output voltage sensing means for sensing an output voltage and generating a sensed output voltage signal;
an error amplifier for generating an error signal based upon the sensed output voltage signal and a reference signal related to the desired output level; and
a comparator for generating control output pulses for said at least one power switch based upon the error signal and the periodic control waveform.
14. A circuit according to claim 13 wherein said periodic control waveform generator comprises a triangle waveform generator.
15. A circuit according to claim 14 wherein said triangle waveform generator comprises means for generating a triangle waveform having a predetermined frequency; and wherein the frequencies of all of said triangle waveform generators are the same.
16. A circuit according to claim 10 wherein said plurality of DC-to-DC converter circuits and said switching time separating means are formed in an integrated circuit.
17. A circuit according to claim 10 further comprising common ground and power supply connections for said plurality of DC-to-DC converter circuits.
18. A circuit according to claim 10 wherein at least one of said plurality of DC-to-DC converter circuits has a selectable output level.
19. A circuit for generating a plurality of direct current (DC) outputs comprising:
a plurality of DC-to-DC converter circuits, each comprising at least one power switch and a control circuit for controlling a duty cycle of the at least one power switch, the control circuits generating periodic control waveforms capable of causing the power switches to be switching at a substantially same time;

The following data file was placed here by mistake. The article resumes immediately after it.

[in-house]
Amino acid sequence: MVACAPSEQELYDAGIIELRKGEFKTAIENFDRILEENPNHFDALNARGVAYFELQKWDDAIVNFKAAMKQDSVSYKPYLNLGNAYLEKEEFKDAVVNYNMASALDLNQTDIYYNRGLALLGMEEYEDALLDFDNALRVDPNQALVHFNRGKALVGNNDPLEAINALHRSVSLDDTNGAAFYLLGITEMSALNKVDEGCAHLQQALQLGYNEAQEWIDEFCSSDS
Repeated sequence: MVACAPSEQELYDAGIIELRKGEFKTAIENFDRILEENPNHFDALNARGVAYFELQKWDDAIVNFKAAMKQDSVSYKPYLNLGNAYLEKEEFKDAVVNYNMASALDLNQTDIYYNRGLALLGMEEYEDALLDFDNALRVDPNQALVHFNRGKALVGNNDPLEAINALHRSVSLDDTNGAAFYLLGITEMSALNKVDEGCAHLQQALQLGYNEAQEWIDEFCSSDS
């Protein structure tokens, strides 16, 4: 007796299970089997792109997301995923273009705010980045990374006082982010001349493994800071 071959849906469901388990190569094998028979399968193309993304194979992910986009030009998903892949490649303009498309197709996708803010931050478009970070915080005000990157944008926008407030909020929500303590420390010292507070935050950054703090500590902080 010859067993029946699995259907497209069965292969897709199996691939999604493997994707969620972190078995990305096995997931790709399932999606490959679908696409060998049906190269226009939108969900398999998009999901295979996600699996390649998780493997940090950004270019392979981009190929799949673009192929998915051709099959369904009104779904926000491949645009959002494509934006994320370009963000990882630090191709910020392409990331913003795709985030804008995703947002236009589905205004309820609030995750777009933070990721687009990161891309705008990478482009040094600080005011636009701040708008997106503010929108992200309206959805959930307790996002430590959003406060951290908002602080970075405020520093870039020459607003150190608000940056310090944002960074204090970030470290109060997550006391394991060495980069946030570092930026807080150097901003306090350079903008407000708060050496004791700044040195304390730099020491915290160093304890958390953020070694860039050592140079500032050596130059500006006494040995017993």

determining means for determining when the respective power switches of said plurality of DC-to-DC converter circuits would otherwise be switching within a predetermined time of each other;
switching time separating means for separating in time switching of the respective power switches of said plurality of DC-to-DC converter circuits; and
activating means for selectively activating said switching time separating means responsive to said determining means determining that the respective power switches of said plurality of DC-to-DC converter circuits would otherwise be switching within the predetermined time of each other.
20. A circuit according to claim 19 wherein at least one of said DC-to-DC converter circuits has a selectable output level; and wherein said determining means comprises means for determining if the selectable output level is within a predetermined range of at least one other output level.
21. A circuit according to claim 19 wherein said switching time separating means comprises an inverter for inverting the periodic control waveform of the at least one DC-to-DC converter circuit.
22. A circuit according to claim 19 wherein each of said control circuits comprises:
a periodic waveform generator for generating the periodic control waveform from a clock signal;
output voltage sensing means for sensing an output voltage and generating a sensed output voltage signal;
an error amplifier for generating an error signal based upon the sensed output voltage signal and a reference signal related to the desired output level; and
a comparator for generating control output pulses for said at least one power switch based upon the error signal and the periodic control waveform.
23. A circuit according to claim 22 wherein said periodic control waveform generator comprises a triangle waveform generator.